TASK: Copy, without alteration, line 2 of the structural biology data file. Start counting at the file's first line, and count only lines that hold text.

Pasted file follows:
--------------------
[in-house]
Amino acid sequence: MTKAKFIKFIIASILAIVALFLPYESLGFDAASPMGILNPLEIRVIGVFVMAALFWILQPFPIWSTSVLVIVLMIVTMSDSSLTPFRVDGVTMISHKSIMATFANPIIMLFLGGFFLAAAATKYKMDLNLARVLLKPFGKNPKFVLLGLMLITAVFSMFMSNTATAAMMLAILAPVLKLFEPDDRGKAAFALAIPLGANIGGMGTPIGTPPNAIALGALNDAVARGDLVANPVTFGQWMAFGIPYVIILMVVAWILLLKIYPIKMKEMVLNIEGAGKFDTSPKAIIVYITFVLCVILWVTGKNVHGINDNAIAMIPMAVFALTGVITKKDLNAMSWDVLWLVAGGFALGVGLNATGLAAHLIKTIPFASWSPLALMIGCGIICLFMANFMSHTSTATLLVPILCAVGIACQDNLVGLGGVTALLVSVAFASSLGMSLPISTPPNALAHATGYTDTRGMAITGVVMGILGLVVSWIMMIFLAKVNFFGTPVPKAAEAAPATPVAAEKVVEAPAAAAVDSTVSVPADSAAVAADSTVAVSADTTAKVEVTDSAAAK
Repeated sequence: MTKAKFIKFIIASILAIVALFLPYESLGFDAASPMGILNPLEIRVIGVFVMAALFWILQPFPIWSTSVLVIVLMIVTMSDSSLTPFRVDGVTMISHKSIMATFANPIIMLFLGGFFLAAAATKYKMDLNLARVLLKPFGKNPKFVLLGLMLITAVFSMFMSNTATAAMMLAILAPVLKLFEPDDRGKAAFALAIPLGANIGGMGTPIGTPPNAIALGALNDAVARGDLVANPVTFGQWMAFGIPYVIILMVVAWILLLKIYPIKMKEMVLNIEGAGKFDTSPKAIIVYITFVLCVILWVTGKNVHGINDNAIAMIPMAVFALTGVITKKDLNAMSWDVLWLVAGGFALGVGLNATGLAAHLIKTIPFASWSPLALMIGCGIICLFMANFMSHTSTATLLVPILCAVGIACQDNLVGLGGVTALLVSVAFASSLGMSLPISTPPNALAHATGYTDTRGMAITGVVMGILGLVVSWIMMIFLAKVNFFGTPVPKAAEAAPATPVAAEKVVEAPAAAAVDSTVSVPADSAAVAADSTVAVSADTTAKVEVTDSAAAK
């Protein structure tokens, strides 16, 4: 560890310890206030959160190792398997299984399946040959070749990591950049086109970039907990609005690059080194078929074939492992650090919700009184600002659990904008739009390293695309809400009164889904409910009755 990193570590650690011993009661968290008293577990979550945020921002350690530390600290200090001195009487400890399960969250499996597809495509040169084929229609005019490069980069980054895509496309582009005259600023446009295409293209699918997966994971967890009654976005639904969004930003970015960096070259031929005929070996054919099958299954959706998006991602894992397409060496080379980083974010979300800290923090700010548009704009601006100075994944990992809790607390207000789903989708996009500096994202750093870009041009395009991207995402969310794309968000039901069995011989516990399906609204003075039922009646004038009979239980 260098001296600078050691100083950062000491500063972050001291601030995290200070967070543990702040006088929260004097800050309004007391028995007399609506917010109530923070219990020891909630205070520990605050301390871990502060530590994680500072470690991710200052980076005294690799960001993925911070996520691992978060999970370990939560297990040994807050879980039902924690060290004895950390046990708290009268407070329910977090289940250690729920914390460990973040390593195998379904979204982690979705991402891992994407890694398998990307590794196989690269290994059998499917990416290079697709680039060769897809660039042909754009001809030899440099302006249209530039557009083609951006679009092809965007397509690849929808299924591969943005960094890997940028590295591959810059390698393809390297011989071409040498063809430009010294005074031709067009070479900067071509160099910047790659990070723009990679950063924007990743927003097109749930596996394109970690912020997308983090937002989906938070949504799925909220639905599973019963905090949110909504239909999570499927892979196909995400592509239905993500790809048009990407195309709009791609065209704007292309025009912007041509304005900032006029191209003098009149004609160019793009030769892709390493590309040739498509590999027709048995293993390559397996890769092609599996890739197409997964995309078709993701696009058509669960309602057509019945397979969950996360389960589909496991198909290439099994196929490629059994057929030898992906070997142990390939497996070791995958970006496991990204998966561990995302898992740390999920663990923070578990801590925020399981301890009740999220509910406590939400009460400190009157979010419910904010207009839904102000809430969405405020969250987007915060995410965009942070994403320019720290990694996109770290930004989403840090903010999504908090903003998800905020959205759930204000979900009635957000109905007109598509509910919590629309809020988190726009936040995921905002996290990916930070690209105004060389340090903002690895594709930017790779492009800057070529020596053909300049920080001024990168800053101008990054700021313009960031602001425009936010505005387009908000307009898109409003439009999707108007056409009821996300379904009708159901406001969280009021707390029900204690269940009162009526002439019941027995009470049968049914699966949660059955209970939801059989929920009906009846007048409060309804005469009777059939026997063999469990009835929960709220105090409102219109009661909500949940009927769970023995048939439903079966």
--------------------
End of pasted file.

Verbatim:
Amino acid sequence: MTKAKFIKFIIASILAIVALFLPYESLGFDAASPMGILNPLEIRVIGVFVMAALFWILQPFPIWSTSVLVIVLMIVTMSDSSLTPFRVDGVTMISHKSIMATFANPIIMLFLGGFFLAAAATKYKMDLNLARVLLKPFGKNPKFVLLGLMLITAVFSMFMSNTATAAMMLAILAPVLKLFEPDDRGKAAFALAIPLGANIGGMGTPIGTPPNAIALGALNDAVARGDLVANPVTFGQWMAFGIPYVIILMVVAWILLLKIYPIKMKEMVLNIEGAGKFDTSPKAIIVYITFVLCVILWVTGKNVHGINDNAIAMIPMAVFALTGVITKKDLNAMSWDVLWLVAGGFALGVGLNATGLAAHLIKTIPFASWSPLALMIGCGIICLFMANFMSHTSTATLLVPILCAVGIACQDNLVGLGGVTALLVSVAFASSLGMSLPISTPPNALAHATGYTDTRGMAITGVVMGILGLVVSWIMMIFLAKVNFFGTPVPKAAEAAPATPVAAEKVVEAPAAAAVDSTVSVPADSAAVAADSTVAVSADTTAKVEVTDSAAAK